Cyberpunk is dead. Long live the Cyberpunks.
Actually, the c-word field may not be dead, but it seems to have achieved its purpose and the authors of the movement are moving on. Bruce Sterling’s Islands in the Net, though definitely a progeny of the movement, carries a much larger humanistic message within it. The same could be said for Lewis Shiner’s Deserted Cities of the Heart, which sliced the “cyber” off with a flick of the stiletto and decided to just be “punk.” And the cyberfather William Gibson with his latest, Mona Lisa Overdrive, matured into the Zen prophet of cyberness and seems to have wrapped it all up for the Sprawl.
And, beyond some of the more fringier Cyberfellows like Rudy Rucker (who writes strange, “transreal” stuff without the need of spiffy titles), Marc Laidlaw, Tom Maddox, and Paul di Filippo, John Shirley seems to be the last kid on the block still fighting the revolution. Or is he? The Eclipse trilogy, billed as “the ultimate cyberpunk epic” has recently seen its second volume, but Shirley’s latest work is about as far away from the seamy undersides of technology that you can get. Subtitled “An Interplanetary Fantasy,” Shirley’s A Splendid Chaos is indeed a chaotic turn of events from the cyberfield.
Shirley’s curve ball in this sequence isn’t the fact that A Splendid Chaos is fantasy. Shirley’s 1980 novel, City Come A-Walkin’, straight fantasy in any sense, blasted the staid fantasy field because of the wealth of originality within it and the punk sensibilities. Forget the unicorns and pink furry dragons that inhabit your normal fantasy–City Come A Walkin’ was about a walking manifestation of San Francisco, and its accompanying fight against the totalitarian system of monetary control was a story for the eighties. Seedy, paranoiac, and anarchic–fantasypunk, if we must resort to labels.
But A Splendid Chaos isn’t like City Come A-Walkin’–just like it doesn’t resemble the Eclipse work or Shirley’s horror novels. In a totally new departure, Shirley encroaches on the field mined by Piers Anthony and Jack Chalker in their early novels, and what John Varley proved in Titan could be done in an intelligent manner. Plop a bunch of humans together with the weirdest assortment of aliens that you can conceivably manage (throw out the physics book, it’s okay), and see what kind of story you can get out of it.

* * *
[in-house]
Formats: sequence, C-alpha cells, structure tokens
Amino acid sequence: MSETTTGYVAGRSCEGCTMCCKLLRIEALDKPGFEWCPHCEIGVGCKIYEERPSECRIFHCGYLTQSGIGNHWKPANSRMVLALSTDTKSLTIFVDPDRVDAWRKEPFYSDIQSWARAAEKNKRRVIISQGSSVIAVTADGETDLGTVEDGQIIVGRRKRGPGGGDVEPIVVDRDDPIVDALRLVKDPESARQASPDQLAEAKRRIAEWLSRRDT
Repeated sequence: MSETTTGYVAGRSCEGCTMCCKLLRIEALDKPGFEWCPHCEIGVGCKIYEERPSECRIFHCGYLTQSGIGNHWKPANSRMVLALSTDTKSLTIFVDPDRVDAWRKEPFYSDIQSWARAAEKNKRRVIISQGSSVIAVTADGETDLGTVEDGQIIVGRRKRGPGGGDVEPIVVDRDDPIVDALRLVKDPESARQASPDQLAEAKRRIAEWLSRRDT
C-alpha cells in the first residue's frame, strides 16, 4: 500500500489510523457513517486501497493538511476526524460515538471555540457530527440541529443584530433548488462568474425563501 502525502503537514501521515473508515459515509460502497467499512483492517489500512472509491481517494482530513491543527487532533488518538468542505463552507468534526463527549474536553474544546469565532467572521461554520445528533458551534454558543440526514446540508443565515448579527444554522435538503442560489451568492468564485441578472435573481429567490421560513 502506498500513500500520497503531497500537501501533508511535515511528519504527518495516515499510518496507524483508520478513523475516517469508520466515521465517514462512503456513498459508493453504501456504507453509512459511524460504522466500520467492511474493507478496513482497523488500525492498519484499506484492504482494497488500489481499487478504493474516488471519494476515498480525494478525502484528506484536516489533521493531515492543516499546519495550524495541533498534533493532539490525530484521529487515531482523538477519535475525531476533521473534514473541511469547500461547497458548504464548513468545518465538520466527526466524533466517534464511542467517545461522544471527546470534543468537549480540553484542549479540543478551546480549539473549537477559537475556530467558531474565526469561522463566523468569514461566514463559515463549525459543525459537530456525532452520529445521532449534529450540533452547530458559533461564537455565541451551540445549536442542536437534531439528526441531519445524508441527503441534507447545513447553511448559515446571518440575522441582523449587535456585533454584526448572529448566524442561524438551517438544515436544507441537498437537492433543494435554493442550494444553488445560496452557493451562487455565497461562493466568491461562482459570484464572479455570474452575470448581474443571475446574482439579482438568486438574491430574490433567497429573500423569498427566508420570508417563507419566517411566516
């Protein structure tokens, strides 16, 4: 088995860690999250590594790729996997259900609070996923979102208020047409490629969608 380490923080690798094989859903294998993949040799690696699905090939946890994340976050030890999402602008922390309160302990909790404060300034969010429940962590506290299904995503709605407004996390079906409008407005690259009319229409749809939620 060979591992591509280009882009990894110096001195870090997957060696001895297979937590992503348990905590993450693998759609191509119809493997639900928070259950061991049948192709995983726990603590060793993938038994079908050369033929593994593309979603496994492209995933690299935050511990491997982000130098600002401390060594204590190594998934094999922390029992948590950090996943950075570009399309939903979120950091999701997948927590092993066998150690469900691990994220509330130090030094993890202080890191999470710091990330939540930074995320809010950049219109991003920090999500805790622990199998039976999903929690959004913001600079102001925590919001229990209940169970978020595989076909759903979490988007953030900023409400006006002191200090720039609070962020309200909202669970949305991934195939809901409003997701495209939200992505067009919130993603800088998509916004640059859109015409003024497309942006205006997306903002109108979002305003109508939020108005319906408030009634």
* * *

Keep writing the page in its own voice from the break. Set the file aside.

If that makes it sound as if A Splendid Chaos was written haphazardly, I’ve given you the wrong impression. Sure, that’s what the plot boils down to, but the simplest plots can belie the variety of expression and characterization.
Shirley has dropped the “punk” from his repertoire for this book, thought it lurks somewhere in the background like an injured child, and for the most part concentrates on achieving the most alienness that he can manage. And he succeeds, creating a unique cross-section of races and a world that he brings vividly–mainly in purples and bright green–to life.
Just like Shirley’s punkness remains in the background, occasionally popping up for a brief visit, his dabbling into the horror field is also evident. For example, despite the fantasy subtitle, Shirley lives by the rules he gives himself. So that, although he has a form of magic incorporated into the novel (IAMton particles–possibly a Rene Descartes allusion?), when he kills off a character, it’s uncommonly like the real thing–violent, messy, and permanent.
Like a self-fulfilling prophecy, A Splendid Chaos is exactly what the title says. A little bit horror, some fantasy, a measure of punk, and a lot of Shirley mixed in a 400-page novel that is quite splendid. And is anything better than that?
[Finished Summer 1988; first published in NOVA Express, v. 2, n. 1)